The Trouble With Twitter


With a pop the clear blue sky gathered itself into a single point, becoming a bundle which fell to the barren landscape with a rustling thud. After a long second the bundle groaned and sat up. Hundreds of eyes regarded it solemly from all directions.

One of the creatures stepped forward, an appendage outstretched. As it helped the bundle to its feet it would have been clear to any onlooker that they were cut from the same cloth. Literally, in fact.

“Alright,” said the newcomer, “Casual Misogyny here. What were you?”

“Oh, I was a Racist Gibe last time,” said the other, “but the times before that I was mostly just Generic Sarcasm. So you might say I’ve been coming up in the world. These others are mostly just Vague Preconceptions, although we did have an Unchecked Privilege through a while back.”

“Ah, he must have been busy. They’re in great demand.”

“Totally. Anyway, welcome back. Fancy a drink?”

“Thanks! Sounds good, I’m sure I won’t be here long.”

As they lurched away towards the rocks, another pop heralded a new arrival. The Kingdom of Temporarily Vanquished Strawmen was having a bumper year.

Nasty Little Recipe

Once you’ve been using Twitter regularly for any amount of time you start to notice that there are a lot of people who seem to always be in an argument with someone or other. For the people I follow, a lot of the time it’s something to do with tech. Maybe Apple are speculated to be buying some other company (arch wink) or some developer said something mean about people on a social network, or perhaps there’s a button out of place on some UI somewhere.

You know, important, relevant stuff like that.

At first I wondered how people managed to be so opinionated all the time. I mean, why would you care about half of this stuff, let alone care enough to find an argument in it? Then I accidentally found myself in a couple of minor sparring matches, and I began to realize how it works.

The most important thing to know is that there are a lot of people on Twitter who thrive off drama, disagreement, and what they probably like to think of as “vigorous discourse”. These people are not precisely trolls. It’s much more subtle than that, and I’d wager that the bulk of them genuinely think that they’re making the world better, somehow.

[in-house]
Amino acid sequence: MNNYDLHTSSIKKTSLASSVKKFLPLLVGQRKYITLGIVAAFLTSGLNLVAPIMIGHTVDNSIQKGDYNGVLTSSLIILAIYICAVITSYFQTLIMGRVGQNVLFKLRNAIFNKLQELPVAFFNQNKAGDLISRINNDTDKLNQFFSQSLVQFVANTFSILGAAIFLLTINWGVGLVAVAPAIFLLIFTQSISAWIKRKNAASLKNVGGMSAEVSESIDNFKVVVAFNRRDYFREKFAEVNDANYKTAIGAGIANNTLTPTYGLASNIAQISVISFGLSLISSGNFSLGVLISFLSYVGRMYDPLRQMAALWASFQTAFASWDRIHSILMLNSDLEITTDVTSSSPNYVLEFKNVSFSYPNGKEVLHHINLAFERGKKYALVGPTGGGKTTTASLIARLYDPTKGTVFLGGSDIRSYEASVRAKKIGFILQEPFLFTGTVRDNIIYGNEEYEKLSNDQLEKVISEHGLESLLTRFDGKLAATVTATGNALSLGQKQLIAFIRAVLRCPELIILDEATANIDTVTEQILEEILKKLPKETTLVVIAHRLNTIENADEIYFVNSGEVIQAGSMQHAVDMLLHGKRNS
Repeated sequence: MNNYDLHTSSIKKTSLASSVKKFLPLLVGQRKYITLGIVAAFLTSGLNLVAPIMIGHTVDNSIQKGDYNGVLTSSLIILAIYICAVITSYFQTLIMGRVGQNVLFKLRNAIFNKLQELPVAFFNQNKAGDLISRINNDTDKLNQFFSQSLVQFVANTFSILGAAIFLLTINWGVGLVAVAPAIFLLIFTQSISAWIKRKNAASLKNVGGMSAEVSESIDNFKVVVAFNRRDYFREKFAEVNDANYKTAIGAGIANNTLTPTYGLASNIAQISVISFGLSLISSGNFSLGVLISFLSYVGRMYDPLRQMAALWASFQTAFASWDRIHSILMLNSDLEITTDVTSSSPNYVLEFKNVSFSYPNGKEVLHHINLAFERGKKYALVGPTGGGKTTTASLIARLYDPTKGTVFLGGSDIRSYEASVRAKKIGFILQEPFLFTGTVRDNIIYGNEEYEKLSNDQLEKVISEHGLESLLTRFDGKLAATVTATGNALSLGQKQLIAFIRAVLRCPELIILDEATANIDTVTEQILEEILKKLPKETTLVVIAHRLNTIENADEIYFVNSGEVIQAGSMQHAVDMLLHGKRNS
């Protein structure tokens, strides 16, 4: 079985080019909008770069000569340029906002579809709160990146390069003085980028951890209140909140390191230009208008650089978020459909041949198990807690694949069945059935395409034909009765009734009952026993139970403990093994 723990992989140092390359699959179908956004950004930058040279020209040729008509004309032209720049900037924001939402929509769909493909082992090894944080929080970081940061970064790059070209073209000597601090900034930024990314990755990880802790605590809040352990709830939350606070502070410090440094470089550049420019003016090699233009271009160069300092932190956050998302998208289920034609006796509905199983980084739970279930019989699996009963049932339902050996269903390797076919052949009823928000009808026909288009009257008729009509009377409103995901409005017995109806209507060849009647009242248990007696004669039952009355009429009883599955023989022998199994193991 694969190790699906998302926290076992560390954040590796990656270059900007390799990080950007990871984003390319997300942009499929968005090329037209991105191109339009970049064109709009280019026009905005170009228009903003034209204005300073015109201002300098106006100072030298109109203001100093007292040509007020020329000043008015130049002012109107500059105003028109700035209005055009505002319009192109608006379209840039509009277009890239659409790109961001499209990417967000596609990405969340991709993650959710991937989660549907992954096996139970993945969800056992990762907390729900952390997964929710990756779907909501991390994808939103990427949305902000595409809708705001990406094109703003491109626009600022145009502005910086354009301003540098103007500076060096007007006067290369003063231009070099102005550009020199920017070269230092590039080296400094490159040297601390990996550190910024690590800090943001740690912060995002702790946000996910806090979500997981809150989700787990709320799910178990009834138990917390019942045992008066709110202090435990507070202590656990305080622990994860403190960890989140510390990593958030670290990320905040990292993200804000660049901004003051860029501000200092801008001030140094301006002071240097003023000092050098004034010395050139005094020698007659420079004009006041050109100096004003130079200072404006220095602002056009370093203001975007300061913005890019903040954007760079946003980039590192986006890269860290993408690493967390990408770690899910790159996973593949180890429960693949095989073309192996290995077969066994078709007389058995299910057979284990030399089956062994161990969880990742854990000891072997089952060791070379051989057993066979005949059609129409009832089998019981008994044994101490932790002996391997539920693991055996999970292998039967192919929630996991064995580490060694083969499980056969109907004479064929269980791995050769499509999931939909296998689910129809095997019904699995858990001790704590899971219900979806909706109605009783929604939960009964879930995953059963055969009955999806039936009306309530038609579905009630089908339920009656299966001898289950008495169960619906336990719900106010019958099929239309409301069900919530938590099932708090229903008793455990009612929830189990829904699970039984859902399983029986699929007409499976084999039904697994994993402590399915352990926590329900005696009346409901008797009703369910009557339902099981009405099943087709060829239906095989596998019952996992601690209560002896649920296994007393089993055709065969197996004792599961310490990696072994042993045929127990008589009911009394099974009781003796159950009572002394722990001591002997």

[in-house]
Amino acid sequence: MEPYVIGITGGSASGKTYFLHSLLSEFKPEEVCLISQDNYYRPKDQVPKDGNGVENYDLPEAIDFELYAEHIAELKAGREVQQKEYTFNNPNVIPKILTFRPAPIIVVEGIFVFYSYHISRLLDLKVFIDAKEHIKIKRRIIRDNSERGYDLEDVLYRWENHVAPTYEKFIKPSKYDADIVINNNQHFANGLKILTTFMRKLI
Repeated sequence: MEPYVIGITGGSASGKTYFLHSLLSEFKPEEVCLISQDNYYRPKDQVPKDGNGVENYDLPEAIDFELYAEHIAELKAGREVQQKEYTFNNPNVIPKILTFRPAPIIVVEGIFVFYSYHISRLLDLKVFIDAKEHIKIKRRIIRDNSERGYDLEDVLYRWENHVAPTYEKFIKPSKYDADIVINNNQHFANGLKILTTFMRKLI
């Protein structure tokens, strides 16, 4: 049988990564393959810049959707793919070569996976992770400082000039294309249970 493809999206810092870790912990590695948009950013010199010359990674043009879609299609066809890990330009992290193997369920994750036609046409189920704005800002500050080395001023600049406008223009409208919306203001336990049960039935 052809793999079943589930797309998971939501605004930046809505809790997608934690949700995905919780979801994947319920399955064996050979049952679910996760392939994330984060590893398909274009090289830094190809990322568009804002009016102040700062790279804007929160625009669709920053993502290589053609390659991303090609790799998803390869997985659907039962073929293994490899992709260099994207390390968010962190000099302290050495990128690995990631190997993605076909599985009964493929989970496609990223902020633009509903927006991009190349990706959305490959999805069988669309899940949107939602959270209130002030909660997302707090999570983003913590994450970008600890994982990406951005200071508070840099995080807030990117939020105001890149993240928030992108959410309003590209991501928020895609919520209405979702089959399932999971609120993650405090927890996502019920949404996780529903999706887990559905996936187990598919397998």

Twitter is set up in such a way that it perfectly enables this angry rumbling and poking. The following components all mash together:

  • Pseudo-anonymity, with each person only defined by a few things: their gender, their race, their name or pseudonym, their avatar, their background, their last few tweets.
  • A 140 character limit which intensely magnifies the already-inherent difficulties of communicating in writing without body language, tone, etc.
  • An almost infinite array of sparring partners and a perpetually renewing source of new topics upon which to opine.

The best recipe imaginable for the kind of ugliness that goes down all the time on Twitter. Conditions are perfect.

Then Come The Strawmen

So with the stage set, all that remains is for the dance to begin. Here is how to manufacture an angry, name-calling brawl on Twitter out of absolutely nothing:

  1. Person A tweets something. It doesn’t matter what. It could even be a simple link to a piece of tech news. Or a picture of their brunch. The content is completely irrelevant.
  2. Person B uses some of the material from Person A’s tweet, along with various smidgens of assumed data gathered from their profile, etc to call into being a strawman which bears a slight resemblance to whatever Person A originally meant. Then they tweet something viciously destroying said strawman.
  3. Person A recognises that they’re being attacked, but, feeling defensive and hurt, doesn’t pay attention to the fact that their original point wasn’t even argued against. Instead, they either begin to argue from the position the other person gave them, reiterate their original point (which just resets the argument to phase 1) or create their own strawman from Person B’s tweet, and attack that.
  4. The cycle continues until it devolves into blockings and nasty subtweeting.

ADDENDUM: At this point, for clarity, I want to emphasize that disagreeing with someone on Twitter is not always malicious. There are many genuine cases of misogny, racism, and so on which rightly deserve to be argued against. I’m not even suggesting that most arguments on Twitter are constructed of strawmen, or that those who take part aren’t well-meaning. What I am saying is that there is a certain percentage of arguments on Twitter that arise unnecessarily, are often goaded along by those who enjoy arguing for its own sake, and bear no fruit other than hurt feelings and decreased overall goodwill.

How To Stop The Madness

It’s actually very easy to avoid all of this aimless bickering. All that needs to happen is for everyone to agree to assume the best possible interpretation of all the tweets they read.

Of course this won’t happen, because there are a lot of people who get a buzz from the antagonism. But I’ve found that when I remember the nastiness cycle, I get into a lot fewer frustrating arguments that go nowhere.

That’s bad for the economy of the Kingdom of Temporarily Vanquished Strawmen, but good for my sanity and digestion.